Dealing with the Eagles' weapons

The San Diego Chargers are in for a bigger challenge than most know. The Eagles are perfect under coach Andy Reid following their bye weeks, sporting a 6-0 mark. They are also 17-3 following a loss since 2000.

On top of the post-bye, post-loss juggernaut, they confront the NFL's No. 1 passing game (307.2 yards) led by quarterback Donovan McNabb and wide receiver Terrell Owens.

The Chargers, meanwhile, have not lost a game by more than four points since week three of last season when they were halted by Denver 23-13.

"All you are looking for is to be in a position to win at the end," head coach Marty Schottenheimer reaffirmed.

Sunday will be the Chargers second trip to the east coast, with three more such trips on the agenda. Last time they made the trek, they trounced the defending Super Bowl Champions. Now they will face the other team that appeared in the Super Bowl.

One concern heading into the game is the Eagles' offense. Their heavy emphasis on the pass comes at a time when the Chargers secondary is ailing. Sammy Davis, Drayton Florence and Terrence Kiel all showed up on the injury report as questionable.

In their first five games, 72.9 percent of the Eagles' offensive plays were passing plays. Their running backs have a total of 76 carries over that span. It is no surprise that Philadelphia owns the number one offense in the league.

The Chargers had trouble stopping the pass when at full strength, giving up 245.3 yards per game to place them sixth-worst in the league. This week they face Terrell Owens and his dominating attributes.

"Owens is a little bit different that he goes 100 miles per hour every play," safety Bhawoh Jue cautioned. "I respect that. The main thing you do with a guy like that is match his intensity. Everything he does you are doing it just as hard and showing him for 60 minutes that you are not going to back down."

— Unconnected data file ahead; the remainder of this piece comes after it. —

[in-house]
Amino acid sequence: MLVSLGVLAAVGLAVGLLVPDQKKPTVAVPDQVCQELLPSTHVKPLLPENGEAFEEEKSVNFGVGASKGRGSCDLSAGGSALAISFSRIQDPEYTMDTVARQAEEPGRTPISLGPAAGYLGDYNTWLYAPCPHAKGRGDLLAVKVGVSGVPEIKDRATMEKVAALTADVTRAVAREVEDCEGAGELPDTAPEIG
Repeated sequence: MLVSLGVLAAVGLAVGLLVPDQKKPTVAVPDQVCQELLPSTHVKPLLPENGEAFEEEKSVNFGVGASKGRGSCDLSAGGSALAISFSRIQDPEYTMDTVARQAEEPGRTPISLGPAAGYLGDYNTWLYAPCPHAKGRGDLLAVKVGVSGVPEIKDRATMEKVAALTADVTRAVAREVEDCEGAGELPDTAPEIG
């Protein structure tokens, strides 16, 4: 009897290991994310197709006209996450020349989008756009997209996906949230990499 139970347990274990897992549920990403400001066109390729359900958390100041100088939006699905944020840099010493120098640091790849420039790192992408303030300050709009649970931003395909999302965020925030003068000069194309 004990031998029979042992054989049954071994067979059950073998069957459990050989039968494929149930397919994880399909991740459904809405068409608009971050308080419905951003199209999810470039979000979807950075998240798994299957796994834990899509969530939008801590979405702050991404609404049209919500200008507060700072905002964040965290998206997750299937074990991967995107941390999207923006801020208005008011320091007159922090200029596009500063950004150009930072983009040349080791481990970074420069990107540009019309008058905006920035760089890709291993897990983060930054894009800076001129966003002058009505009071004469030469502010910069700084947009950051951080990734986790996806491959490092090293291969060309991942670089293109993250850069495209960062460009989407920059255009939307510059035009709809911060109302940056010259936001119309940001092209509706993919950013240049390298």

The one saving grace is a pass rush, which has generated 17 sacks on the year, good for seventh in the NFL.

But many believe the Eagles will actually run the ball this week. Running back Brian Westbrook has been vocal about getting the ball more and they may appease him with quarterback Donovan McNabb recovering from a sports hernia.

"You can't prepare for a player to not play at his best," defensive end Luis Castillo said. "We have to go in there and believe he is going to do all the things Donovan McNabb does."

McNabb, incidentally, is not offering up many hints on the offense.

"I think we have to just run our offense, if it's running the ball or passing the ball," McNabb, who already has 200 pass attempts in five games. "Whatever play is going to be called, just make sure we are able to execute."

The Chargers would, ironically, be happy to see more runs coming at them from Philly. They are third in the league against the run and prefer that to the big play atmosphere the Eagles have created with their dynamic passing game. The ability to contain Westbrook and Owens will go a long way towards securing a victory in a hostile environment.


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